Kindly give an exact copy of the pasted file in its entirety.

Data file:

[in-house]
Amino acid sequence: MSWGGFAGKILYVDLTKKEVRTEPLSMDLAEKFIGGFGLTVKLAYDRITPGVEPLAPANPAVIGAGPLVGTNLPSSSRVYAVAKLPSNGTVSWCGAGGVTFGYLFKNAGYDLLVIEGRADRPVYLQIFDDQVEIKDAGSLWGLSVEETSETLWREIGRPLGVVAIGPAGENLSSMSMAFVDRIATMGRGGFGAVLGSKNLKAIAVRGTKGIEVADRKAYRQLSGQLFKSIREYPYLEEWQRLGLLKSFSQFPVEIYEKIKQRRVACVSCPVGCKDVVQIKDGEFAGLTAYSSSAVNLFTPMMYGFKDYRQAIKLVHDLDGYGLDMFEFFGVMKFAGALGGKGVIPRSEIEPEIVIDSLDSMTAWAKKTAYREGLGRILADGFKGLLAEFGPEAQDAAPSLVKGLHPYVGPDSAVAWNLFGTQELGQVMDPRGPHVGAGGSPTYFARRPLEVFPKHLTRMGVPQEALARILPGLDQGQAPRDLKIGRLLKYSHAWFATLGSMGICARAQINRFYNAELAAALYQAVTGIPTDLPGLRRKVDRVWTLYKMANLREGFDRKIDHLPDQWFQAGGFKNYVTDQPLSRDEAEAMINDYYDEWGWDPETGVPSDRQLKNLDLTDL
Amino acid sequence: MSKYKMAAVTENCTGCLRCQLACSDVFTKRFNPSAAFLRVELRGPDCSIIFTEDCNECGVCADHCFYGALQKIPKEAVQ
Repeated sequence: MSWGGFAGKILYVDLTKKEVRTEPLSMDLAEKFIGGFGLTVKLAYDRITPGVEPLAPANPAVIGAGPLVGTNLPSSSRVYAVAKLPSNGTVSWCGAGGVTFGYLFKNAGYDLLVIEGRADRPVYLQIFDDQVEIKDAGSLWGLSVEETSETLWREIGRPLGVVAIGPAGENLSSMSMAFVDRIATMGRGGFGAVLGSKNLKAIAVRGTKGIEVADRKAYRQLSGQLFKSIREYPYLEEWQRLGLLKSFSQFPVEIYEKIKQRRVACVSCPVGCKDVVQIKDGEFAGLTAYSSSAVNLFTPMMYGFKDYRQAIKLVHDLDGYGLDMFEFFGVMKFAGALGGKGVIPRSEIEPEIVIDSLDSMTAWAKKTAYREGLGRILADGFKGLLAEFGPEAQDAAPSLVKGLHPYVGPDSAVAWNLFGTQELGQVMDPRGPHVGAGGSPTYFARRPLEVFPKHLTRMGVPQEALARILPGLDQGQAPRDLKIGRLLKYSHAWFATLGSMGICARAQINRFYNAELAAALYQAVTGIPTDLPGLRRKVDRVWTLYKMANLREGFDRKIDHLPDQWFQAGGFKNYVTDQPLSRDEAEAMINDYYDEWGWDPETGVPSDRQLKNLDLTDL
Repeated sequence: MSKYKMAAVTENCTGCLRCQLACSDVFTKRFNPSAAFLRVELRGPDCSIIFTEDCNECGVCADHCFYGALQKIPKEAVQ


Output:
[in-house]
Amino acid sequence: MSWGGFAGKILYVDLTKKEVRTEPLSMDLAEKFIGGFGLTVKLAYDRITPGVEPLAPANPAVIGAGPLVGTNLPSSSRVYAVAKLPSNGTVSWCGAGGVTFGYLFKNAGYDLLVIEGRADRPVYLQIFDDQVEIKDAGSLWGLSVEETSETLWREIGRPLGVVAIGPAGENLSSMSMAFVDRIATMGRGGFGAVLGSKNLKAIAVRGTKGIEVADRKAYRQLSGQLFKSIREYPYLEEWQRLGLLKSFSQFPVEIYEKIKQRRVACVSCPVGCKDVVQIKDGEFAGLTAYSSSAVNLFTPMMYGFKDYRQAIKLVHDLDGYGLDMFEFFGVMKFAGALGGKGVIPRSEIEPEIVIDSLDSMTAWAKKTAYREGLGRILADGFKGLLAEFGPEAQDAAPSLVKGLHPYVGPDSAVAWNLFGTQELGQVMDPRGPHVGAGGSPTYFARRPLEVFPKHLTRMGVPQEALARILPGLDQGQAPRDLKIGRLLKYSHAWFATLGSMGICARAQINRFYNAELAAALYQAVTGIPTDLPGLRRKVDRVWTLYKMANLREGFDRKIDHLPDQWFQAGGFKNYVTDQPLSRDEAEAMINDYYDEWGWDPETGVPSDRQLKNLDLTDL
Amino acid sequence: MSKYKMAAVTENCTGCLRCQLACSDVFTKRFNPSAAFLRVELRGPDCSIIFTEDCNECGVCADHCFYGALQKIPKEAVQ
Repeated sequence: MSWGGFAGKILYVDLTKKEVRTEPLSMDLAEKFIGGFGLTVKLAYDRITPGVEPLAPANPAVIGAGPLVGTNLPSSSRVYAVAKLPSNGTVSWCGAGGVTFGYLFKNAGYDLLVIEGRADRPVYLQIFDDQVEIKDAGSLWGLSVEETSETLWREIGRPLGVVAIGPAGENLSSMSMAFVDRIATMGRGGFGAVLGSKNLKAIAVRGTKGIEVADRKAYRQLSGQLFKSIREYPYLEEWQRLGLLKSFSQFPVEIYEKIKQRRVACVSCPVGCKDVVQIKDGEFAGLTAYSSSAVNLFTPMMYGFKDYRQAIKLVHDLDGYGLDMFEFFGVMKFAGALGGKGVIPRSEIEPEIVIDSLDSMTAWAKKTAYREGLGRILADGFKGLLAEFGPEAQDAAPSLVKGLHPYVGPDSAVAWNLFGTQELGQVMDPRGPHVGAGGSPTYFARRPLEVFPKHLTRMGVPQEALARILPGLDQGQAPRDLKIGRLLKYSHAWFATLGSMGICARAQINRFYNAELAAALYQAVTGIPTDLPGLRRKVDRVWTLYKMANLREGFDRKIDHLPDQWFQAGGFKNYVTDQPLSRDEAEAMINDYYDEWGWDPETGVPSDRQLKNLDLTDL
Repeated sequence: MSKYKMAAVTENCTGCLRCQLACSDVFTKRFNPSAAFLRVELRGPDCSIIFTEDCNECGVCADHCFYGALQKIPKEAVQ